The days ahead will tell us if Iraq’s difficult political process is to chart a new path by allowing the formation of a majority government, as promised by the electoral winners of the October parliamentary election, or continues its 17-year tradition of “national unity” governments that have proven ineffective, unmanageable and unpopular with the people.
The Sadrists, with 73 seats, scored a major victory in the Iraqi parliament’s opening session on Jan. 9. Their quiet, behind-the-scenes work to form an ethno-sectarian alliance with Kurdish and Sunni parties bore fruit when the alliance easily elected its Sunni choice for the speakership of the parliament, Mohammed al-Halbusi.
A potentially second major victory was scored during the same session by registering the Sadrists as the biggest bloc with 90 seats after they drew to their bloc an additional 17 members of parliament. This effectively means that once the president of the republic is elected, most likely during parliament’s second session on Feb. 7, he will have 15 days to charge Sadrists with the task of forming the new government, giving them 30 days to achieve this task.
But because of its highly fractious politics, all is not certain in Iraq.
Still, Sadrists have the best chance to maintain their position as the biggest bloc again if a new parliamentary session is needed to settle the issue.
The Coordination Framework (CF), a loose Shiite alliance, is calling for a national unity government and a delay in the formation of the majority government in the hope of pressuring Sadrists into accepting a deal allowing the CF’s various blocs to join the government. The CF has been using these time-gaining tactics in various contexts since the initial results of the election were released in mid-October. The tactics failed to change Sadrists' insistence on a majority government. Now with the Sadrists in a better-placed position after forming their grand ethno-sectarian alliance and electing the parliamentary speaker and his two deputies, it is highly unlikely they will accommodate the CF.
Neither has Iranian intervention on behalf of the CF changed Muqtada al-Sadr’s determination to go it alone in government formation without other Shiite partners if necessary. The sticking point seems to be the Sadrists' unwavering rejection to include in the next government the CF’s biggest bloc, former Prime Minister Nouri al-Maliki’s State of Law Coalition, with 33 seats. The several visits to Najaf and Baghdad by Iran’s commander of the Quds Force Ismael Qani could neither broker a deal to bring all Shiite Islamist parties together in a grand alliance nor convince Maliki to go into the opposition.
The new fact is that the CF is still holding together after initial indications that some of its blocs, particularly Hadi al-Amiri’s Fatah Alliance with 17 seats, might join the majority government, basically breaking the CF whose main bargaining chip is to stick together to be able to pressure the Sadrists. In his latest TV appearance, Sadr said that Amiri stepped back from an earlier promise to join the government. With the CF still holding together, the goal seems to protect Maliki from future prosecution if he goes to the opposition. A source told Al-Monitor that the CF, with Iran's help, has been trying, unsuccessfully so far, to obtain guarantees from Sadr that Maliki and other CF members would not be pursued for past alleged misdeeds.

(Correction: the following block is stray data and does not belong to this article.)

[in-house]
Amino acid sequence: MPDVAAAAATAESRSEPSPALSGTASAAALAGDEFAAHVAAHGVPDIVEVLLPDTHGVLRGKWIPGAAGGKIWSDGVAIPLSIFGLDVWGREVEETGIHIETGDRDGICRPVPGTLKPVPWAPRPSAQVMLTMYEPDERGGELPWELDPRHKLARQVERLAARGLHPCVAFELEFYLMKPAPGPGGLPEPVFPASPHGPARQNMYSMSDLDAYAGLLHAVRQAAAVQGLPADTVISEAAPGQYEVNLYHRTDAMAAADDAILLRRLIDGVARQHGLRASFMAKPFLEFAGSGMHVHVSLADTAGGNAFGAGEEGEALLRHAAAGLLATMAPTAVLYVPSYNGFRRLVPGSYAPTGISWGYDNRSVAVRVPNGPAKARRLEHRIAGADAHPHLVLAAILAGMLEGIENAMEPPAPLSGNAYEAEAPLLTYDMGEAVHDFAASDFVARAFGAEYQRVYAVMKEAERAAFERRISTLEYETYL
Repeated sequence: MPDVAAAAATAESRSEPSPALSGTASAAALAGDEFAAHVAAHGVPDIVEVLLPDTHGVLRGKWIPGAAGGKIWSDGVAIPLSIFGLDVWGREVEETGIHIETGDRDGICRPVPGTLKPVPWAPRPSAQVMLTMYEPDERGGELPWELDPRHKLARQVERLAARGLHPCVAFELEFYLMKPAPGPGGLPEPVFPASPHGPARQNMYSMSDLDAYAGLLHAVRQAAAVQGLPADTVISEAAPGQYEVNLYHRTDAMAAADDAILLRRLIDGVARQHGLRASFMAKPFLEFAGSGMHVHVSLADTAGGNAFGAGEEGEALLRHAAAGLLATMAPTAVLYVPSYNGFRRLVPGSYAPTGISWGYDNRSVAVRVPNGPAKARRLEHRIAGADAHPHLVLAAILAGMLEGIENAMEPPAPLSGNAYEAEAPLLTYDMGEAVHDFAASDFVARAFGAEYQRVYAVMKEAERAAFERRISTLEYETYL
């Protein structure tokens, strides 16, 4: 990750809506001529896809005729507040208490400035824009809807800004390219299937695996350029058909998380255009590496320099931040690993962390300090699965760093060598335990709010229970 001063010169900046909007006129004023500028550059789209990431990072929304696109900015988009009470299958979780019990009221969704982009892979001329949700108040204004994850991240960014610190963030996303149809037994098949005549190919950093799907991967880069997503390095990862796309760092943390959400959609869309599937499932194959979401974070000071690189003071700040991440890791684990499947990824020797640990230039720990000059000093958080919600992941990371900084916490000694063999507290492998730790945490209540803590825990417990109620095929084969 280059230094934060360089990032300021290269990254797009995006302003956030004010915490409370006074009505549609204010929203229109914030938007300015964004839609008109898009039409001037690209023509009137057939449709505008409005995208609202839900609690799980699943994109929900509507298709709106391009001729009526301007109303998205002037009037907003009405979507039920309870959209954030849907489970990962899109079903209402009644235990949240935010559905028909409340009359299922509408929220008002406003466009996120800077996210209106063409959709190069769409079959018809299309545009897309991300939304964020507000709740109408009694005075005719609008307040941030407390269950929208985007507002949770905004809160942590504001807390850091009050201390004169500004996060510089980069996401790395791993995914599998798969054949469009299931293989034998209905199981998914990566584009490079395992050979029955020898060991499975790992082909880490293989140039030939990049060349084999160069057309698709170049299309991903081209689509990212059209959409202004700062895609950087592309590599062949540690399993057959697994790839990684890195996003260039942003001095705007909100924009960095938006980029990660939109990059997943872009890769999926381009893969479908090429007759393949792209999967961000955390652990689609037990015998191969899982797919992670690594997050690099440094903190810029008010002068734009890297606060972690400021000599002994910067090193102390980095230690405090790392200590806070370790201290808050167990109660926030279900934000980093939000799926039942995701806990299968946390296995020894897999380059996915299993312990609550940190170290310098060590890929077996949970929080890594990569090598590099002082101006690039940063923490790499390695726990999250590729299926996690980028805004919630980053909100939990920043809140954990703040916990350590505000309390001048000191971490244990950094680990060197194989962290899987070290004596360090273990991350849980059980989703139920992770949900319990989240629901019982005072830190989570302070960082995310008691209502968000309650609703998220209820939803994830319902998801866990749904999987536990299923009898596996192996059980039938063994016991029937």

Sadr’s ethno-sectarian alliance, on the other hand, projects confidence. Prior to a three-way meeting in Najaf with Sadr, the Kurdistan Regional Government’s President Nechirvan Barazani and parliament speaker Halbusi, the latter tweeted that “the time of outside intervention is over,” taking a jab at Iran's influencing effort. It is unusual for a high-level Sunni official such as Halbusi to criticize Iran in such a thinly veiled manner. Sadr’s tweet following the meeting was even more straightforward in setting “the demarcation line” between his alliance and the CF, stating, “We are still pursuing a national majority government and welcome a dialogue with the national opposition.” By calling for a dialogue with “the opposition,” Sadr seems to have closed the door on further negotiations with the CF about government formation, basically forcing it into parliamentary opposition. Seeing their hopes of being represented in the government dashed, some CF members may jump ship and join the Sadrist-dominated government. A source told Al-Monitor that 25 parliament members from Maliki’s bloc expressed their desire to leave the bloc and join the government.
Barring the unexpected, the path seems clear to a majority government. A possible challenge the CF can throw in the way is to break the quorum for the Feb. 7 parliamentary session to elect the president of the republic. The Iraqi Constitution requires the presence of at least two-thirds of all parliament members to conduct the first round of this election. The CF does not have the needed quorum-breaking third (109 parliament members), but if it draws enough parliament members from independents and smaller blocs, it may be able to pull it off. This is unlikely because many of the independents and small blocs hail from or support the October 2019 protest movement, which greatly distrusts the CF and accuses its armed wing of targeting protesters.